Starting in a month, San Francisco will begin changing the way it sets prices for meters on all its streets, according to SF Gate. The SF MTA will measure parking demand for all of its 30,200 meters across the city. Every 3 months, parking occupancy rates will be tabulated. Areas with high parking occupancy will have their rates raised, while areas with low parking occupancy will have their rates lowered.

 The goal is to encourage people to park on streets and neighborhoods that are currently underutilized, and increase parking turnover for highly in-demand spaces. The MTA wants there to be at least one space available on each block. Prices will not rise more than $.25 per month. Rates will eventually be as low as $.50 or as high as $8 at peak times.Of course, setting demand-based pricing is far easier to do with data-driven analytics derived from programs like ParkSight.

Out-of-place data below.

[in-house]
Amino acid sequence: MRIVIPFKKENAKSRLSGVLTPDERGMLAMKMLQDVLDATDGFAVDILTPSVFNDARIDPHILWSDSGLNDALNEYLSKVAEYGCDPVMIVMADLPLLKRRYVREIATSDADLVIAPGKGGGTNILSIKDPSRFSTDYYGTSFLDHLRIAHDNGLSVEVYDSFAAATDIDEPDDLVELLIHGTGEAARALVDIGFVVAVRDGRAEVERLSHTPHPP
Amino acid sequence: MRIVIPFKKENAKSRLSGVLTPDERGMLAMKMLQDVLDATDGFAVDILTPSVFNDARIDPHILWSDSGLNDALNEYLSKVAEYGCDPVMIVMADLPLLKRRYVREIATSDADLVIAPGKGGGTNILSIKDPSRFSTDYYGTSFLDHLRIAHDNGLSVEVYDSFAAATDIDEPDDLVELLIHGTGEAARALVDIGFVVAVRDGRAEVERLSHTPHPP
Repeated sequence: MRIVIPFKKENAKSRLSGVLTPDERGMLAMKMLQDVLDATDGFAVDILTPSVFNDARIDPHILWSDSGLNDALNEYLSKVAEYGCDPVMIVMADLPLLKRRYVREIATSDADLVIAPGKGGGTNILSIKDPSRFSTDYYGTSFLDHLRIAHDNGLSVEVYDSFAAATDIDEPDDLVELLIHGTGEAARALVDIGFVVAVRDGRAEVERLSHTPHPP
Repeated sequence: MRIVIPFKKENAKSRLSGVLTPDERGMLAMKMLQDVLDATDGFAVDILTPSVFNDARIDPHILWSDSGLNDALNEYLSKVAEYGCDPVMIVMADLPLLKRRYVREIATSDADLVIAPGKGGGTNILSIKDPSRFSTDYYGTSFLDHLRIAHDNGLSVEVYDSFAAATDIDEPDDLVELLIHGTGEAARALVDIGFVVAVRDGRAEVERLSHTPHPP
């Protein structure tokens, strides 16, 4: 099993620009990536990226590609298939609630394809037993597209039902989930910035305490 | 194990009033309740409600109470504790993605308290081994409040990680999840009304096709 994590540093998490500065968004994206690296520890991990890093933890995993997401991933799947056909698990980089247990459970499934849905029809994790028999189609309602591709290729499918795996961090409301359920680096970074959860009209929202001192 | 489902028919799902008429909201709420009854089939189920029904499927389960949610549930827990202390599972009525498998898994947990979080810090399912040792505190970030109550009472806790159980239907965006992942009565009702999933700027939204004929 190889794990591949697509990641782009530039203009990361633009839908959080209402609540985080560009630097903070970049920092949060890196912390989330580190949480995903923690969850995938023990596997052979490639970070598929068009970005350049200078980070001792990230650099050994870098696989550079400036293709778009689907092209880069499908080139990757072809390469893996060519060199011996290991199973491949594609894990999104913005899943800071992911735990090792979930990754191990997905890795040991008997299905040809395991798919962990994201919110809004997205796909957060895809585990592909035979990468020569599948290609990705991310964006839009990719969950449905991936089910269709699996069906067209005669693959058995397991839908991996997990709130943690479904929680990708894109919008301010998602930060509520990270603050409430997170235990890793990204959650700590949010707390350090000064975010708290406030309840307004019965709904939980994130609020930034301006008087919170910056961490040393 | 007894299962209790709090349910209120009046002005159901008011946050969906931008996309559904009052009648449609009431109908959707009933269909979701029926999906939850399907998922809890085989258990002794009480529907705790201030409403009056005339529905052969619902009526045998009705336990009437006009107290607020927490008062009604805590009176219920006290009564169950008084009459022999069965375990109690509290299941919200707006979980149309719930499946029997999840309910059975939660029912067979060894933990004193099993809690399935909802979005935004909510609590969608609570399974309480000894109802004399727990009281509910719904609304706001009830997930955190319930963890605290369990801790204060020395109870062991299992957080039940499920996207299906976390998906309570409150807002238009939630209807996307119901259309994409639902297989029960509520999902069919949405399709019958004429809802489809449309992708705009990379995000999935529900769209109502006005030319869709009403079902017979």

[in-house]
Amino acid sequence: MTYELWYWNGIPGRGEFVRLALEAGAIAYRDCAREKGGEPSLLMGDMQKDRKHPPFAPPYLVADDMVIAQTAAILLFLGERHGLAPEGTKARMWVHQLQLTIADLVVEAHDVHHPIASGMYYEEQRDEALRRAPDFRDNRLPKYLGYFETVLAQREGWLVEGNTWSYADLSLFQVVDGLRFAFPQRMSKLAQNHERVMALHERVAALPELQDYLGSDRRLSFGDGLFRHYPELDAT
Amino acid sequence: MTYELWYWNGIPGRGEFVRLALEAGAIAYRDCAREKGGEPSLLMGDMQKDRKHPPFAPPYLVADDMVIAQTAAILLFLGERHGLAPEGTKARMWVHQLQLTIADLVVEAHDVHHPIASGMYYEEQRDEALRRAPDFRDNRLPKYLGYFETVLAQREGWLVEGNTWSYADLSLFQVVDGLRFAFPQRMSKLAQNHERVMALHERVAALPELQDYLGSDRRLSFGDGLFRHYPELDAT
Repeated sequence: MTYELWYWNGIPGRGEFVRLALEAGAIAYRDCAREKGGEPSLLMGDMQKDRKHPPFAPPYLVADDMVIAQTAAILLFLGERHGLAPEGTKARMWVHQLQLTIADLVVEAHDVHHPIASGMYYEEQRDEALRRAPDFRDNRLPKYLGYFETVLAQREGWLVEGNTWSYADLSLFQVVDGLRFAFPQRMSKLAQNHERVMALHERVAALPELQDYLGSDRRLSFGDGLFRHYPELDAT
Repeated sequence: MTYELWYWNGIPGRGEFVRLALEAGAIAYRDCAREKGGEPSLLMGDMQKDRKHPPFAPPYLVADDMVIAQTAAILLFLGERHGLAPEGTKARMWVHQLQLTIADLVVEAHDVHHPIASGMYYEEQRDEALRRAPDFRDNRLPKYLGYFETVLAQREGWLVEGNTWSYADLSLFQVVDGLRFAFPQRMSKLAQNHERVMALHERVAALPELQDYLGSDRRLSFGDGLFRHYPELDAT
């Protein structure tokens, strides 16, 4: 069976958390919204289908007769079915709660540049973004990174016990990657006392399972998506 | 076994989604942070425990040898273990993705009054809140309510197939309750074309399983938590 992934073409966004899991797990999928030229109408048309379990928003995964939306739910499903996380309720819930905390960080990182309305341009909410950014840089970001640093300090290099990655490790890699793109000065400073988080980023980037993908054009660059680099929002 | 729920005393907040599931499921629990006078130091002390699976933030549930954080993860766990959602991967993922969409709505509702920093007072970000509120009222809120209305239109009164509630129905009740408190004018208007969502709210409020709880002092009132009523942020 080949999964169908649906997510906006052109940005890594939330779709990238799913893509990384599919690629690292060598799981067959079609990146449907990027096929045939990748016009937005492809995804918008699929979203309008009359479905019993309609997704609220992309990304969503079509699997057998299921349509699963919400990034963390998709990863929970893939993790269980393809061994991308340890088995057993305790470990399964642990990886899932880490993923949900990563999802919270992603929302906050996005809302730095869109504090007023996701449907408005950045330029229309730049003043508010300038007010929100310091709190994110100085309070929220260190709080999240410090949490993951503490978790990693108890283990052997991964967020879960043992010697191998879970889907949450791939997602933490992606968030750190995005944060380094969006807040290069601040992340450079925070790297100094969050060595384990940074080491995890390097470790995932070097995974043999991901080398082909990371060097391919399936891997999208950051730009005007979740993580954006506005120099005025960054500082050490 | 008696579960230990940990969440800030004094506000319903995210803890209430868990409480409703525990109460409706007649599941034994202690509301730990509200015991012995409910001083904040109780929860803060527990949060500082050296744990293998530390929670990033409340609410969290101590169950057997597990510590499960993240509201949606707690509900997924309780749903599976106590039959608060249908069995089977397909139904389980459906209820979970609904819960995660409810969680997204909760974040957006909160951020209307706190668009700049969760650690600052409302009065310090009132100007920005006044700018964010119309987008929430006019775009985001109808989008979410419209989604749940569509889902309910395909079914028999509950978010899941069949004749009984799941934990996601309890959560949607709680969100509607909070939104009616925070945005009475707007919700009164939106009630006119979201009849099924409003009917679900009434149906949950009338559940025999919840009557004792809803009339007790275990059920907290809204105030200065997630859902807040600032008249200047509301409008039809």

San Francisco already uses demand-based pricing for 7,000 meters, and has been experimenting with this program since 2011. Other cities, such as Pittsburg, have also been reaping the benefits of demand-based street pricing. San Francisco, however, is the first city to embrace demand-based pricing across its entire stock of paid spaces. It’s a strong step towards San Francisco becoming a smart city of the future.